As for Scope 3 emissions, which encompass GHG releases across the value chain, including end use in the transportation sector, ExxonMobil said it is concentrating its efforts on increasing the supply of products with lower lifecycle GHGs, which will enable the transition from higher-emissions alternatives.

During the pandemic-induced lockdown year of 2020, ExxonMobil estimated Scope 3 emissions from gas and crude production totaled 540 million mt from upstream operations, 600 million mt from refining operations, and 650 million mt from petroleum product sales.

As expected though, ExxonMobil's Scope 3 emissions across the board were significantly higher in 2019 when people were moving about more freely, without fear of catching the virus. For instance, upstream production was responsible for 570 million mt in 2019, refining processes contributed 630 million mt, and petroleum product sales were responsible for an estimated 730 million mt.

Scope 3 emissions are "five times larger"

Will Scargill, managing energy analyst with GlobalData, a leading data and analytics company, said ExxonMobil's announcement brings it in line with other oil "supermajors" such as BP, Chevron, Eni,Royal Dutch Shell, TotalEnergies, and ConocoPhillips.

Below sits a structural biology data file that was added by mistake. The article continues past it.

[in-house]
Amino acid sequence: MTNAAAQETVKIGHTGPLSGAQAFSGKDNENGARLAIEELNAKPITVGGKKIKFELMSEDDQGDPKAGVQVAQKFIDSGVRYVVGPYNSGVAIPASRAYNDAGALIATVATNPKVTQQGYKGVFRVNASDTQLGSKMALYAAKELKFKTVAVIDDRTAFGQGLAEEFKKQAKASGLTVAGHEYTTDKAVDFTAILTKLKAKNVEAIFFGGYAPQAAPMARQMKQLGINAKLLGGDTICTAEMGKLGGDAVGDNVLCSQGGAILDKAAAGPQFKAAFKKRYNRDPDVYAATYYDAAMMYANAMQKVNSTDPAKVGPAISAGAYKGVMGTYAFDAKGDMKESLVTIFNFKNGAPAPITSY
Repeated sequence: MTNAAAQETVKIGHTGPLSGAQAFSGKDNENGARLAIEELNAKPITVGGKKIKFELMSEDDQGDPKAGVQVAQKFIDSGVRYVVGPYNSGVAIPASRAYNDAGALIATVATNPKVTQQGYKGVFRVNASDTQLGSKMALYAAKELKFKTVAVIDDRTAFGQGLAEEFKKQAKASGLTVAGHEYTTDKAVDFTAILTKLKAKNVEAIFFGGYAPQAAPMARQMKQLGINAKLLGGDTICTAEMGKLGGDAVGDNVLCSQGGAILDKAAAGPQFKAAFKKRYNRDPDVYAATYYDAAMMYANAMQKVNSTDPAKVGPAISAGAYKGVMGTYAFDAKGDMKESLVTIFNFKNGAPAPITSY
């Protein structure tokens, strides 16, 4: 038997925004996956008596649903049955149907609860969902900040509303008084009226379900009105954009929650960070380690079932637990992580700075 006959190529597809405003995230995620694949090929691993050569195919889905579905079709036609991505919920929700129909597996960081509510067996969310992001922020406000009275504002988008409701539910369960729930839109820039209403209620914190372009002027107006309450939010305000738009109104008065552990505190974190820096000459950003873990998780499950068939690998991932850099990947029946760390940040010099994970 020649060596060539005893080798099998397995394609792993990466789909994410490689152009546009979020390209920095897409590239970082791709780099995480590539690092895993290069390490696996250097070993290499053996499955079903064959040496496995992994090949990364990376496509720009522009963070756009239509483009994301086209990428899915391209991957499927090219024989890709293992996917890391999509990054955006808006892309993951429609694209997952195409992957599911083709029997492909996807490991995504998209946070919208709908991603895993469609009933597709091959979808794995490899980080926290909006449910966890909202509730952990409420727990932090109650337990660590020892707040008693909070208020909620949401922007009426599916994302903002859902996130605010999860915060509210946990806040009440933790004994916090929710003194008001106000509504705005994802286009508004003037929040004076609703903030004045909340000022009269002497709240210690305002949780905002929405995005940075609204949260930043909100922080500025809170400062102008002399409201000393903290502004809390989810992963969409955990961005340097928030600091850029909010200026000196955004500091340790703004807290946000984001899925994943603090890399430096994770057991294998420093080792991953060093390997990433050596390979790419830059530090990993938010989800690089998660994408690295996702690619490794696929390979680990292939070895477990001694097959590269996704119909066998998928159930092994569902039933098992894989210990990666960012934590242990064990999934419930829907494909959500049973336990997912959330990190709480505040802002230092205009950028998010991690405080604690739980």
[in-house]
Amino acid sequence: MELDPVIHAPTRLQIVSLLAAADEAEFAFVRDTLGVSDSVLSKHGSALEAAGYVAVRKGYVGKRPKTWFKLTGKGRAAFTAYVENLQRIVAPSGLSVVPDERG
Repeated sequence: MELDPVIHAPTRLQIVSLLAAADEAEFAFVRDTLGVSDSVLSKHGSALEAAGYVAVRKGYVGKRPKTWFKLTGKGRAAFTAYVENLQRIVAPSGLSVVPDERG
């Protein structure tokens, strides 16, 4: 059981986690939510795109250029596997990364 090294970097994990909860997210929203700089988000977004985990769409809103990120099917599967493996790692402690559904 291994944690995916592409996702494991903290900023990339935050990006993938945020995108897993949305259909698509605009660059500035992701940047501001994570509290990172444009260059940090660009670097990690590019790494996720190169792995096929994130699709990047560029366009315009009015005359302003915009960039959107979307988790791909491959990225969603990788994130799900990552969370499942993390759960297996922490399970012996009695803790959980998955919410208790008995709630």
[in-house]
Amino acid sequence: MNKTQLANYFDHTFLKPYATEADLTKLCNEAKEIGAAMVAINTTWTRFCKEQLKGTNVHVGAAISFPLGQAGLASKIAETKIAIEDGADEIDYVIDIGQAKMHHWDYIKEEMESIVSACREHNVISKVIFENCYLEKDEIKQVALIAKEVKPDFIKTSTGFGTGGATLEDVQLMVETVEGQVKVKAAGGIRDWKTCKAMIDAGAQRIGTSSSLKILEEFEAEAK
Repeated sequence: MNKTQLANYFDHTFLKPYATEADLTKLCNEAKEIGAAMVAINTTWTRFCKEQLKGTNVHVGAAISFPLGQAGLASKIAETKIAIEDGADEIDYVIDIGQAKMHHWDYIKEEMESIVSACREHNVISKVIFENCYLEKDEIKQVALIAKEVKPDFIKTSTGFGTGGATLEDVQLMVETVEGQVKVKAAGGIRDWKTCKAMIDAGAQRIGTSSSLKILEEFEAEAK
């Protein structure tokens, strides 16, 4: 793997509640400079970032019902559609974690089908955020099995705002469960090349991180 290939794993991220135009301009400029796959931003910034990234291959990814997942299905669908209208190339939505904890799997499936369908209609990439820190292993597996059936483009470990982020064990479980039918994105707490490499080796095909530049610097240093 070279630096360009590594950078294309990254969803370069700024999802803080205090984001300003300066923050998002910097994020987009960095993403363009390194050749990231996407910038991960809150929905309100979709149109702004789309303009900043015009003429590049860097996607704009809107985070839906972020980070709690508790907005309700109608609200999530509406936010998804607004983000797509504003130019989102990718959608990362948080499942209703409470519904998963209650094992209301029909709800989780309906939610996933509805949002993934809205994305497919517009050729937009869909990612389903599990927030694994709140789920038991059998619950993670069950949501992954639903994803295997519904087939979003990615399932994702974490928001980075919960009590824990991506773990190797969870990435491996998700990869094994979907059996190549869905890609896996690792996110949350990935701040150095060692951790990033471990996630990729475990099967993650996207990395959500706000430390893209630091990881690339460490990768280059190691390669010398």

However, Scargill criticized the company for not making a commitment on Scope 3 emissions, saying "these emissions are at least five times larger than those covered by the target, and, based on its upstream oil and gas production."

GlobalData estimates Scope 3 emissions will increase by around 15% over the next five years and could effectively cancel out the emissions reduction targeted for this decade, which is already less ambitious than those of some peers, he added.

For the energy sector, Scope 3 emissions are a "big deal" because they include emissions released by the use of sold products such as combustion of aviation fuel by aircraft or gasoline in car engines, Nick Lowes, vice president of IHS Markit's Energy Transition & Cleantech Consulting arm, said during the company's 17 June "Climate Readiness and the Journey to Net Zero by 2050" webinar.

Trying to track the GHGs emitted can become incredibly complex, especially as there is no standard method for defining these emissions from a standard barrel of oil, Lowes explained.

Despite criticism and stakeholder pressure, ExxonMobil said it is taking a "holistic" approach to tackling Scope 3 GHGs by considering society's essential needs, available alternatives, and the emissions created or avoided throughout a product's life cycle in meeting those needs.